When We Were the Cosmos

Leading off this week’s chapter of Nautilus, physics writer Michael Brooks carries on a playful, imaginary conversation with Jerome Cardano, a crazy-bold 16th-century scientist, inventor, and astrologer (it was, after all, the 16th century). Brooks writes that Cardano created the first theory of probability, and discovered the square root of a negative number, something we now call the imaginary number and a part of our understanding of how the universe holds together. Cardano pioneered the experimental method of research in areas as diverse as medical cures for deafness and hernia.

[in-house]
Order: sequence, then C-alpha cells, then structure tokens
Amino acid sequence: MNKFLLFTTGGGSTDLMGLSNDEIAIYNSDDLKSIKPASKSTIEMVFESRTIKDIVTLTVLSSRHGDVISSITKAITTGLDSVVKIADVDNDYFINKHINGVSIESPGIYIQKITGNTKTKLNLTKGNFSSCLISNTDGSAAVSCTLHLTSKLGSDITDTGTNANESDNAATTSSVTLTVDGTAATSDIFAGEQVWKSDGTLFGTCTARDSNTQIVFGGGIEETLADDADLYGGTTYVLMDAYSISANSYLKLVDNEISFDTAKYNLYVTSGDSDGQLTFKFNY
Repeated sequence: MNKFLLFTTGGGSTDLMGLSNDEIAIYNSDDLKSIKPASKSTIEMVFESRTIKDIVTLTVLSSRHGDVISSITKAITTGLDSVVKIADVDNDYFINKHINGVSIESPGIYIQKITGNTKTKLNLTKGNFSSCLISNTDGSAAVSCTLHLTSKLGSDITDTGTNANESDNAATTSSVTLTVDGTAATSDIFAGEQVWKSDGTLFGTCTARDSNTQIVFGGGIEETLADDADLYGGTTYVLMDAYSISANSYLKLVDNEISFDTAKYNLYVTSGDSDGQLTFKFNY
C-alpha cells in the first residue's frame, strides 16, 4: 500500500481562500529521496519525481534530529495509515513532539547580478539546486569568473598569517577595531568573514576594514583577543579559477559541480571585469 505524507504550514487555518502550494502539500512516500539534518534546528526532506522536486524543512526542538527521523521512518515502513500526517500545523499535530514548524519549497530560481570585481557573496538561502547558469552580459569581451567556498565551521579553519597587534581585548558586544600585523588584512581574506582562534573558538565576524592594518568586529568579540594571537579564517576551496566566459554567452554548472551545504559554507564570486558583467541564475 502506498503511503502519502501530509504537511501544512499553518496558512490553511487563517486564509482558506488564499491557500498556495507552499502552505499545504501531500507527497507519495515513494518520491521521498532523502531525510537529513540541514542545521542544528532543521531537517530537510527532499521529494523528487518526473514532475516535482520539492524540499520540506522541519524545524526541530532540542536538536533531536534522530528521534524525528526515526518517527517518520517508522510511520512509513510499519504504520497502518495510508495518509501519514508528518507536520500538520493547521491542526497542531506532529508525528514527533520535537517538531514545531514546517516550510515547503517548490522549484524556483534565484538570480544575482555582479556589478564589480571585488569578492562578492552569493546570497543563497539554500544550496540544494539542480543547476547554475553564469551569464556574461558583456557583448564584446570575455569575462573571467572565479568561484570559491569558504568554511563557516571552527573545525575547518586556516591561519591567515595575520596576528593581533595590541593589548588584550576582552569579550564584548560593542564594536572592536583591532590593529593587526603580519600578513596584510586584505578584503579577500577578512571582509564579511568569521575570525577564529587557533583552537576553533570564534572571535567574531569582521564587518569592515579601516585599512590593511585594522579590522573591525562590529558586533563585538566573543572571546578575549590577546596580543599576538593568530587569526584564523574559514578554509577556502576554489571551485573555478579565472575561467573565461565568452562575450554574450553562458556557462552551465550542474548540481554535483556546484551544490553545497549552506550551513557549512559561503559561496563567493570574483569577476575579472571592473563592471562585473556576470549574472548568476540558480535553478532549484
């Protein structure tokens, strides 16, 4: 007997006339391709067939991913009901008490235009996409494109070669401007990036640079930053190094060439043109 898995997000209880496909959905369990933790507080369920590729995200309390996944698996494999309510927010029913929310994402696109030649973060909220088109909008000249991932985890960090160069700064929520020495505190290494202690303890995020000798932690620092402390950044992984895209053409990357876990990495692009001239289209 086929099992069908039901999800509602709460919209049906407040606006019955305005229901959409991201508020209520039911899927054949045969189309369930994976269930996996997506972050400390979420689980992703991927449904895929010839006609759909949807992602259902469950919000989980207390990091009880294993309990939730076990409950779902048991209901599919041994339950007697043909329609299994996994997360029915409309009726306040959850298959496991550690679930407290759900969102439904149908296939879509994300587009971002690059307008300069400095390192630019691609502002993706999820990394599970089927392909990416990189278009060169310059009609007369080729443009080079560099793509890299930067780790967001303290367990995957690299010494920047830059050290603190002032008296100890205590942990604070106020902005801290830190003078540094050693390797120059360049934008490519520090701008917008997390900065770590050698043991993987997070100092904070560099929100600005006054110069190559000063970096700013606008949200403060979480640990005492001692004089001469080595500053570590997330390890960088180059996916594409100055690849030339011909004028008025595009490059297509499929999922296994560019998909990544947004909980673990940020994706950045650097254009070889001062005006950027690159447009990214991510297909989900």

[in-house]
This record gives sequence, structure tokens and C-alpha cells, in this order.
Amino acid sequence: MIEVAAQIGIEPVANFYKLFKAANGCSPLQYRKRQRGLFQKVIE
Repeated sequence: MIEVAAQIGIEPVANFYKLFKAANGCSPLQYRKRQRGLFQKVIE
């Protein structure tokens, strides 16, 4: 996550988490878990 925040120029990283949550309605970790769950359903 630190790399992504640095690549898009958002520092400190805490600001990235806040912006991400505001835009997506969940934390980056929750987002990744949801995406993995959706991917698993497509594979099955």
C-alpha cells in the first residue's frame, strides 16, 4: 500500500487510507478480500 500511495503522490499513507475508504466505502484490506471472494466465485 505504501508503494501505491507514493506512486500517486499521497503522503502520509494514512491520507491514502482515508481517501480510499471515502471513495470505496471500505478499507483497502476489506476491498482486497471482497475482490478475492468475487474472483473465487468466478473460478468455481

We’ve revisited other amazing, iconoclastic scientists in Nautilus, notably Cornelis Drebel, who in the 1600s invented an oven thermostat, submarine, spectacular light shows, and may well have been Shakespeare’s model for Prospero, his noble sorcerer in The Tempest. The audacious Renaissance inventors got me thinking of pioneering astronomers who first wondered about the stars in the night sky and transformed science and “the human endeavor,” in the words of Edwin C. Krupp, director of Griffith Observatory.

“The experience of seeing the sun come

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